Computers, games might help cognition

Computer use and social activities like game-playing and crafting could help older adults reduce their risk of developing memory and thinking problems, according to a new Mayo Clinic study.

More than 1,900 seniors were asked about their social and computer activities for the year prior to the study's start to determine their weekly involvement.

Led by Janina Krell-Roesch, Ph.D., the research found that people who used a computer at least once a week were 42% less likely to develop memory and thinking problems than those who didn't.

Likewise, people who engaged in social activities were 23% less likely to develop memory issues. People who reported reading magazines were 30% less likely to develop memory problems, while those who did crafts such as knitting were 16% less likely to develop problems. Those who participated in games were 14% less likely to develop memory problems.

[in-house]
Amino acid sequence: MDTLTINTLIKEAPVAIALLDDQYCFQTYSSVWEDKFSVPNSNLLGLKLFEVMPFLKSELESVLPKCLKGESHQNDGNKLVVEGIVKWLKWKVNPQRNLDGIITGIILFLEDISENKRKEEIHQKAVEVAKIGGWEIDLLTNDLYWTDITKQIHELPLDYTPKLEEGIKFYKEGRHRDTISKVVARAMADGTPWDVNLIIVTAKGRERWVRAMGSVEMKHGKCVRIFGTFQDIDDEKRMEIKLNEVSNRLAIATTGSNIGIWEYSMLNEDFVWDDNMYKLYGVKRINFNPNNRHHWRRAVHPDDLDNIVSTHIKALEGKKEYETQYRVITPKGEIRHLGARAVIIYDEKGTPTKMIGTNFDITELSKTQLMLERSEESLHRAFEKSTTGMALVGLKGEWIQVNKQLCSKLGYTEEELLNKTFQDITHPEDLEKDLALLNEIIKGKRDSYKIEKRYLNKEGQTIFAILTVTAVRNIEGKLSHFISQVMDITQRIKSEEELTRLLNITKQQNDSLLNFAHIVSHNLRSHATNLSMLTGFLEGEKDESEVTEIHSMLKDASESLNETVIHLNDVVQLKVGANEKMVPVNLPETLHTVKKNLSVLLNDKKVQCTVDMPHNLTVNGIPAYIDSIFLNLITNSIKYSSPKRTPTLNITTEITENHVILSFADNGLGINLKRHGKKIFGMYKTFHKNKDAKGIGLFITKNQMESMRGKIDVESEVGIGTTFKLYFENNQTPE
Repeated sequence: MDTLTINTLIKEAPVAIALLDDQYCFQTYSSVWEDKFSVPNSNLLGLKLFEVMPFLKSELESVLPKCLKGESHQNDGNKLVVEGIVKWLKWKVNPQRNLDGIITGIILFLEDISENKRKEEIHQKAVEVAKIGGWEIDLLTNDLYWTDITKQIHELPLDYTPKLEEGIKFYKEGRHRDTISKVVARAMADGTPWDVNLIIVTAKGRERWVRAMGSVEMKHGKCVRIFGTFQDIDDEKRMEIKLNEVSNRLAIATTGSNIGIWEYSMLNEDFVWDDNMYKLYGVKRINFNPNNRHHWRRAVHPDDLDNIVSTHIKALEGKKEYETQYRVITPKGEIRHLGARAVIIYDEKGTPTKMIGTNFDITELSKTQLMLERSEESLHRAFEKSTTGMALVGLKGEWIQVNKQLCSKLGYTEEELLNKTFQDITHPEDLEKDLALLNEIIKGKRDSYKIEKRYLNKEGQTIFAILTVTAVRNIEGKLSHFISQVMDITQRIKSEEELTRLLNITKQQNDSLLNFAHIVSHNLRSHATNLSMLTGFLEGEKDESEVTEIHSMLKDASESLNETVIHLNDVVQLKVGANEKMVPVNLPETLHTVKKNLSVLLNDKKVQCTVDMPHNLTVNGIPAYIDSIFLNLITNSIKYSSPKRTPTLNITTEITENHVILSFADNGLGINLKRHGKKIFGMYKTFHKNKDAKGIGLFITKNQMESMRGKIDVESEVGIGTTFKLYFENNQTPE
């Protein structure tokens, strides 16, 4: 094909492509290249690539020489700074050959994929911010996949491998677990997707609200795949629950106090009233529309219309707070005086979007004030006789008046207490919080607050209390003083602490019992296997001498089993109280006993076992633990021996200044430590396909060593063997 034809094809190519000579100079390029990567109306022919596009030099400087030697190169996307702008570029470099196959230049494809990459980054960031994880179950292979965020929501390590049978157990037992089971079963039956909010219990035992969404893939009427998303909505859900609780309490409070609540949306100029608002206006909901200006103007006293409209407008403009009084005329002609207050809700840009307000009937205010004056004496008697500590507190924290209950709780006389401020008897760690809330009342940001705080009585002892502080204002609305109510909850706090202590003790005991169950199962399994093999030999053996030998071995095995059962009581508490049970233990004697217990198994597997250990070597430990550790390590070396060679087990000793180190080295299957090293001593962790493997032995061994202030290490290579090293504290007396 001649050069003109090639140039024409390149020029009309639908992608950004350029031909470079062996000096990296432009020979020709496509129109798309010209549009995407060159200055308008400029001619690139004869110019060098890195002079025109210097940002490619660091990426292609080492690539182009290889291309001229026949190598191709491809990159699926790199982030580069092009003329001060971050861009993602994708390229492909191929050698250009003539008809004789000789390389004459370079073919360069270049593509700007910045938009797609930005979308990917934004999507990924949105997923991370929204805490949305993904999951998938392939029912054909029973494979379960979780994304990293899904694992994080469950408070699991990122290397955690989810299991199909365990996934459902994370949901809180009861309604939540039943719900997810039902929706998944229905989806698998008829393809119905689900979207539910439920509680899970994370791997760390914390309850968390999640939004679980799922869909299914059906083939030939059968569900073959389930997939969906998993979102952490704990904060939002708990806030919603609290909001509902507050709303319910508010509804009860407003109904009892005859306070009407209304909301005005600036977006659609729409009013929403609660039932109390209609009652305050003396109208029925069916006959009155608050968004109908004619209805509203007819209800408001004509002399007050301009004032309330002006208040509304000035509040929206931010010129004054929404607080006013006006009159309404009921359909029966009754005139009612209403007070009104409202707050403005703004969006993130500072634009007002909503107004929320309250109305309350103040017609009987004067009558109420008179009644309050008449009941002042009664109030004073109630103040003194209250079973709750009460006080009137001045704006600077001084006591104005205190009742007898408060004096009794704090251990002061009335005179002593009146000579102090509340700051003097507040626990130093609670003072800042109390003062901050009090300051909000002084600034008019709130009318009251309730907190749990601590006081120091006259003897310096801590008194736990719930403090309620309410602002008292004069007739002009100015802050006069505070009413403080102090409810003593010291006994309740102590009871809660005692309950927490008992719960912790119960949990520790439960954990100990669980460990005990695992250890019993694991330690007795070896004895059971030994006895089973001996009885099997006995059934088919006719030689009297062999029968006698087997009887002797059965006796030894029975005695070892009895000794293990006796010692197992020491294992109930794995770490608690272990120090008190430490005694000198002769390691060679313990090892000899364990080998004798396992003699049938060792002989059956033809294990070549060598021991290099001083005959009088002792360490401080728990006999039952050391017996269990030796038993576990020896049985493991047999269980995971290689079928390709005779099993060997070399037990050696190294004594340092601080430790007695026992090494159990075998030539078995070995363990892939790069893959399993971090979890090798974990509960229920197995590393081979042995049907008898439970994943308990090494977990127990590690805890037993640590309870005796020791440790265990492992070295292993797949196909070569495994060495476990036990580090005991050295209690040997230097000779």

All of the participants were part of the Mayo Clinic Study of Aging.

In a press release, Krell-Roesch said the study showed association, not cause and effect, but encouraged seniors to take up such activities.